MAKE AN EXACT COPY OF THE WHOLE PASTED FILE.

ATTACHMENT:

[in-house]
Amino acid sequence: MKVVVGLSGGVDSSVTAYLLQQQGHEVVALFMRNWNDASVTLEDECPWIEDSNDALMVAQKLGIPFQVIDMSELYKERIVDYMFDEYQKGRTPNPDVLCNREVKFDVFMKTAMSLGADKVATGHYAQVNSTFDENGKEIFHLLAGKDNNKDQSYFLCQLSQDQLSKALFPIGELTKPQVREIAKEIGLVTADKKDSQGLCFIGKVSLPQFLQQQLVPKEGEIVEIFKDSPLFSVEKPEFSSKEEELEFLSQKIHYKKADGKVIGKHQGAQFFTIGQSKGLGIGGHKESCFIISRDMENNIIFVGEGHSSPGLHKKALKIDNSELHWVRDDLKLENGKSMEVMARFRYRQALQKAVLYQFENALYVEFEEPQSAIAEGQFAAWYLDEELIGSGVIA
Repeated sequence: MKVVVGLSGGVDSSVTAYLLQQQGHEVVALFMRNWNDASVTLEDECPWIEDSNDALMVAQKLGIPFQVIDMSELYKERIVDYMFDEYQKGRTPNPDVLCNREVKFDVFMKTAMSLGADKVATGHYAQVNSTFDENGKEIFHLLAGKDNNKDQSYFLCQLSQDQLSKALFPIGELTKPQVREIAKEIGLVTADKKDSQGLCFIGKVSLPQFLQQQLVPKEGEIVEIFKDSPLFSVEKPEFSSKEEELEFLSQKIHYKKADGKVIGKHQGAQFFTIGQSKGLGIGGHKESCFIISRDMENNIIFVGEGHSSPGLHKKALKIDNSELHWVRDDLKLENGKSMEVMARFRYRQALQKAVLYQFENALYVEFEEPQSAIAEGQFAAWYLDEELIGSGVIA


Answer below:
[in-house]
Amino acid sequence: MKVVVGLSGGVDSSVTAYLLQQQGHEVVALFMRNWNDASVTLEDECPWIEDSNDALMVAQKLGIPFQVIDMSELYKERIVDYMFDEYQKGRTPNPDVLCNREVKFDVFMKTAMSLGADKVATGHYAQVNSTFDENGKEIFHLLAGKDNNKDQSYFLCQLSQDQLSKALFPIGELTKPQVREIAKEIGLVTADKKDSQGLCFIGKVSLPQFLQQQLVPKEGEIVEIFKDSPLFSVEKPEFSSKEEELEFLSQKIHYKKADGKVIGKHQGAQFFTIGQSKGLGIGGHKESCFIISRDMENNIIFVGEGHSSPGLHKKALKIDNSELHWVRDDLKLENGKSMEVMARFRYRQALQKAVLYQFENALYVEFEEPQSAIAEGQFAAWYLDEELIGSGVIA
Repeated sequence: MKVVVGLSGGVDSSVTAYLLQQQGHEVVALFMRNWNDASVTLEDECPWIEDSNDALMVAQKLGIPFQVIDMSELYKERIVDYMFDEYQKGRTPNPDVLCNREVKFDVFMKTAMSLGADKVATGHYAQVNSTFDENGKEIFHLLAGKDNNKDQSYFLCQLSQDQLSKALFPIGELTKPQVREIAKEIGLVTADKKDSQGLCFIGKVSLPQFLQQQLVPKEGEIVEIFKDSPLFSVEKPEFSSKEEELEFLSQKIHYKKADGKVIGKHQGAQFFTIGQSKGLGIGGHKESCFIISRDMENNIIFVGEGHSSPGLHKKALKIDNSELHWVRDDLKLENGKSMEVMARFRYRQALQKAVLYQFENALYVEFEEPQSAIAEGQFAAWYLDEELIGSGVIA